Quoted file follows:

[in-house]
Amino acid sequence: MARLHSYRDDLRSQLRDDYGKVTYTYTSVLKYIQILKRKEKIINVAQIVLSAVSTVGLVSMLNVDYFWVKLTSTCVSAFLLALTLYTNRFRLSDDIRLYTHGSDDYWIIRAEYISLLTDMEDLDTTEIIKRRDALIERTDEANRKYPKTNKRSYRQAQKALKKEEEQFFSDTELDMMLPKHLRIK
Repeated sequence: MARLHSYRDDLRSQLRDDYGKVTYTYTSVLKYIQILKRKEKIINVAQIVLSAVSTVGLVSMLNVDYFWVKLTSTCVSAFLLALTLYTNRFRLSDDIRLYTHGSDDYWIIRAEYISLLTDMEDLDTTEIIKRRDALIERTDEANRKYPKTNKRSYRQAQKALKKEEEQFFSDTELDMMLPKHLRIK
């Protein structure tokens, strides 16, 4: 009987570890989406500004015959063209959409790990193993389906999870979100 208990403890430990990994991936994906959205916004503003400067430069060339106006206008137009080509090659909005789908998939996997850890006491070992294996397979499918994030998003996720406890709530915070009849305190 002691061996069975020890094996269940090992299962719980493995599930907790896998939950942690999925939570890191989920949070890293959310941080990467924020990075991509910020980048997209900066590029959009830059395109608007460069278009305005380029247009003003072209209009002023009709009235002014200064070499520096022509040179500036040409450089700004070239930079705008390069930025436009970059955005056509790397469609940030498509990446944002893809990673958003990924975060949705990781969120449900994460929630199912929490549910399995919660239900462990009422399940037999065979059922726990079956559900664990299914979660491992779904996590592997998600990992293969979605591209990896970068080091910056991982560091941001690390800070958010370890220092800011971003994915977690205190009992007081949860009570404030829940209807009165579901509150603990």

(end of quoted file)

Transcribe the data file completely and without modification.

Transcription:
[in-house]
Amino acid sequence: MARLHSYRDDLRSQLRDDYGKVTYTYTSVLKYIQILKRKEKIINVAQIVLSAVSTVGLVSMLNVDYFWVKLTSTCVSAFLLALTLYTNRFRLSDDIRLYTHGSDDYWIIRAEYISLLTDMEDLDTTEIIKRRDALIERTDEANRKYPKTNKRSYRQAQKALKKEEEQFFSDTELDMMLPKHLRIK
Repeated sequence: MARLHSYRDDLRSQLRDDYGKVTYTYTSVLKYIQILKRKEKIINVAQIVLSAVSTVGLVSMLNVDYFWVKLTSTCVSAFLLALTLYTNRFRLSDDIRLYTHGSDDYWIIRAEYISLLTDMEDLDTTEIIKRRDALIERTDEANRKYPKTNKRSYRQAQKALKKEEEQFFSDTELDMMLPKHLRIK
């Protein structure tokens, strides 16, 4: 009987570890989406500004015959063209959409790990193993389906999870979100 208990403890430990990994991936994906959205916004503003400067430069060339106006206008137009080509090659909005789908998939996997850890006491070992294996397979499918994030998003996720406890709530915070009849305190 002691061996069975020890094996269940090992299962719980493995599930907790896998939950942690999925939570890191989920949070890293959310941080990467924020990075991509910020980048997209900066590029959009830059395109608007460069278009305005380029247009003003072209209009002023009709009235002014200064070499520096022509040179500036040409450089700004070239930079705008390069930025436009970059955005056509790397469609940030498509990446944002893809990673958003990924975060949705990781969120449900994460929630199912929490549910399995919660239900462990009422399940037999065979059922726990079956559900664990299914979660491992779904996590592997998600990992293969979605591209990896970068080091910056991982560091941001690390800070958010370890220092800011971003994915977690205190009992007081949860009570404030829940209807009165579901509150603990």